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Customers are fed up with anti-theft measures at stores. Retailers say organized crime is to blame

Susan Dennison recently had an unsettling experience at her local grocery store, a Loblaw-owned Fortinos in Burlington, Ont.

Just as she was leaving, the wheels on her shopping cart locked up — making it immobile. 

She said a store employee rushed over and demanded to see her receipt. 

“I felt like I was ambushed,” said Dennison, who scrambled to find her bill. “She’s badgering me, like, ‘Is it in your wallet? Is it in your pocket?'”

She said she was finally cleared when the employee found the receipt — in one of her shopping bags.

“It seemed like [it took] forever, with people walking by. It was humiliating.”

The carts are only meant to lock if a customer does something suspicious. But, in Dennison’s case, it turned out there was a glitch.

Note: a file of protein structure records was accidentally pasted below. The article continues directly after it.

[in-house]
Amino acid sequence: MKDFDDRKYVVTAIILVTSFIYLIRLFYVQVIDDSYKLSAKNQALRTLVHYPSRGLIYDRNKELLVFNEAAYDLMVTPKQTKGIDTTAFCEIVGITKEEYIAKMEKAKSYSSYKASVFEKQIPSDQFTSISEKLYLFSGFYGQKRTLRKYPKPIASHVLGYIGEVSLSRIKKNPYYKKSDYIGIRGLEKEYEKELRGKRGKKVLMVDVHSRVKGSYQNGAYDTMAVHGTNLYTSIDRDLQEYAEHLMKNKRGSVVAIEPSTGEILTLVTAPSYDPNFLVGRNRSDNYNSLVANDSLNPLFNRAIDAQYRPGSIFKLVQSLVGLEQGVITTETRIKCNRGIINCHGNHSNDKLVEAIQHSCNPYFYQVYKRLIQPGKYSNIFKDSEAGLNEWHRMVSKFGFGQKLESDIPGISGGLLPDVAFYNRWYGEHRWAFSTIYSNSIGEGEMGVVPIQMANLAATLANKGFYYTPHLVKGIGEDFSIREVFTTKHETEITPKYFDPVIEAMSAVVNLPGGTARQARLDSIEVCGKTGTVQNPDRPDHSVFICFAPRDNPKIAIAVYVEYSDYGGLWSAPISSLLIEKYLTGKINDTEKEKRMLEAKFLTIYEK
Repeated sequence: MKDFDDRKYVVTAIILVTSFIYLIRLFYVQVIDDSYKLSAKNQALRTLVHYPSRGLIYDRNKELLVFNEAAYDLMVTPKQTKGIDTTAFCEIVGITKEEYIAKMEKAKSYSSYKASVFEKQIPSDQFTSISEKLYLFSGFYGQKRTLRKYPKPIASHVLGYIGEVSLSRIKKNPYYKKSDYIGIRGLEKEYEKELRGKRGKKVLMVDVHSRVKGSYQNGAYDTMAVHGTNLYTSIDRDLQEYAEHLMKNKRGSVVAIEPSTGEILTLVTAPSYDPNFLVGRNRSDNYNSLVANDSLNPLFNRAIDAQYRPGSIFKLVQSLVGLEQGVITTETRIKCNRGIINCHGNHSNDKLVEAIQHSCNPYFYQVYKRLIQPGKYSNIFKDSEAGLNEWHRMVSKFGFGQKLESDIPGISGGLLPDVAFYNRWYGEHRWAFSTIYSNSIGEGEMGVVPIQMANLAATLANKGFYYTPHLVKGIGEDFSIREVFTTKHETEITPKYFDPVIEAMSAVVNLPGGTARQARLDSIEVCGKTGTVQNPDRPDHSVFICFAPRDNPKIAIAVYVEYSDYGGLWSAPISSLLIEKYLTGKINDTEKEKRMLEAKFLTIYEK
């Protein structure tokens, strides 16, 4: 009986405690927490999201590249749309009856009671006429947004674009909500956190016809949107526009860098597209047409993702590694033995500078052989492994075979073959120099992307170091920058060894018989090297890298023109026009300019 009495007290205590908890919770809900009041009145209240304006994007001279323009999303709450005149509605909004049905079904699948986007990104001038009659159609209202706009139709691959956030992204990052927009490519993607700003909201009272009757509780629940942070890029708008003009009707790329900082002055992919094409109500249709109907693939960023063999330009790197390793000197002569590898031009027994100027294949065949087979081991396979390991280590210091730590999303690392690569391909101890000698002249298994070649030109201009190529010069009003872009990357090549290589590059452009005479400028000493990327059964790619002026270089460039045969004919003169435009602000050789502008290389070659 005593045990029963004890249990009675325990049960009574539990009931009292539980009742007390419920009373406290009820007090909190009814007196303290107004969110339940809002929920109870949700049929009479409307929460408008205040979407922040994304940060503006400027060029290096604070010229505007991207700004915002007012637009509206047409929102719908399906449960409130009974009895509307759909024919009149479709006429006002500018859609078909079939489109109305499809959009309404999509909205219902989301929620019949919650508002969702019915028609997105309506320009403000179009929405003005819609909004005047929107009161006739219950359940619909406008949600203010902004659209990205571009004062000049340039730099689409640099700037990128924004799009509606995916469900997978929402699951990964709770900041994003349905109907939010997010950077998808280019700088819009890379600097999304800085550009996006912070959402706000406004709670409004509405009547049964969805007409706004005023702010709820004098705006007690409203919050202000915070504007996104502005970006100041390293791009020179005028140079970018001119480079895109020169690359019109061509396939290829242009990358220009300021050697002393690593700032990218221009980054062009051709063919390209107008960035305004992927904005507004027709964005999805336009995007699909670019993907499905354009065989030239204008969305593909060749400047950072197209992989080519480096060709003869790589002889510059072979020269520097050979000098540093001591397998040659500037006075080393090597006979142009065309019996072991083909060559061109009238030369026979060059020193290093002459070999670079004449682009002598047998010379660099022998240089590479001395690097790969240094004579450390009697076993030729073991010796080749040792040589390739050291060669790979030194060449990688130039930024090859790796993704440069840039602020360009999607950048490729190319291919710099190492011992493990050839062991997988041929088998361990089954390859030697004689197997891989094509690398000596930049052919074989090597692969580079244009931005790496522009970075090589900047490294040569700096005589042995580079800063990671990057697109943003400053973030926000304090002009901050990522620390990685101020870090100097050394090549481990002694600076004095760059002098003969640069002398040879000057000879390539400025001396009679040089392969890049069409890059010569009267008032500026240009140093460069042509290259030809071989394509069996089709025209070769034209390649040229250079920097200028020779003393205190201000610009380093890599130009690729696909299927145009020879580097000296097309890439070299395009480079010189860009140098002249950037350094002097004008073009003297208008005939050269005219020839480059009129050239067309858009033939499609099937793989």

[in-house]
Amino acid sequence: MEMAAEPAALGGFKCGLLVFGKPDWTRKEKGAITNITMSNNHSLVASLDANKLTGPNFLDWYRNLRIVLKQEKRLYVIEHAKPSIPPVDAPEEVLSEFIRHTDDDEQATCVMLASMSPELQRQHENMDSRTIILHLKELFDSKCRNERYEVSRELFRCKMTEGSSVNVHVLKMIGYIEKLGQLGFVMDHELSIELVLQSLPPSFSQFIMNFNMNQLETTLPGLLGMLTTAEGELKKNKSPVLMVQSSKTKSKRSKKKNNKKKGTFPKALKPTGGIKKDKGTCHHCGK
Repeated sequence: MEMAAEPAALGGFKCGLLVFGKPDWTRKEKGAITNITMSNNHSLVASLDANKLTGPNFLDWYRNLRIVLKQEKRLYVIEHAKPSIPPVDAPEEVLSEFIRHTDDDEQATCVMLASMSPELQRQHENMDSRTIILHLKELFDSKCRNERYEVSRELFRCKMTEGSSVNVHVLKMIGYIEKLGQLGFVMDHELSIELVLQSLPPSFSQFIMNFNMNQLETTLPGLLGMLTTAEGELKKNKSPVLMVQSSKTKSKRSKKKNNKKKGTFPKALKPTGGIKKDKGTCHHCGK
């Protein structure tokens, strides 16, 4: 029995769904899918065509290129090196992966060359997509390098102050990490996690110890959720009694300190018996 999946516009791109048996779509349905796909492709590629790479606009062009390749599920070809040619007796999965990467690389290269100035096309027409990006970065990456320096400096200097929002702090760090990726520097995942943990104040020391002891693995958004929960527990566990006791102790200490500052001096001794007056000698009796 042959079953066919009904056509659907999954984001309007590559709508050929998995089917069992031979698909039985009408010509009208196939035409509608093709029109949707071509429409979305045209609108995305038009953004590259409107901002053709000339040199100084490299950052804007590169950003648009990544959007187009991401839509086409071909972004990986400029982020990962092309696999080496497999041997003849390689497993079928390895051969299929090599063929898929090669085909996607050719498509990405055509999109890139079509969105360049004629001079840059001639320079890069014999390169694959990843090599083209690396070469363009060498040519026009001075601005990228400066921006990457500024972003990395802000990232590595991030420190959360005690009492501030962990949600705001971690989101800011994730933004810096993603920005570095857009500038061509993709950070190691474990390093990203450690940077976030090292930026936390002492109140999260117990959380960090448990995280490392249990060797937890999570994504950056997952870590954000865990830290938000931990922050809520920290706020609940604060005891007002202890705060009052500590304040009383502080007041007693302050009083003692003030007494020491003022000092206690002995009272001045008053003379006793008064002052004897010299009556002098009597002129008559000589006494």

“Their methods need to catch the thieves, not honest customers,” she said. 

Many shoppers have made similar complaints as several major retailers beef up their anti-theft tactics.

Along with wheel-locking shopping carts, other contentious measures include metal gates with designated entry and exit points, random receipt checks and tall plexiglass barriers, which recently popped up at many Loblaw stores. 

Major retailers like Canadian Tire and Walmart have implemented some of the measures; Loblaw has incorporated all of them. 

The Retail Council of Canada (RCC) says retailers need to better communicate to shoppers why the measures are necessary. 

“The big problem is organized retail crime,” said the industry group’s CEO, Diane Brisebois. “We’re talking here about gangs that are in the business of stealing, and retail is the new frontier.”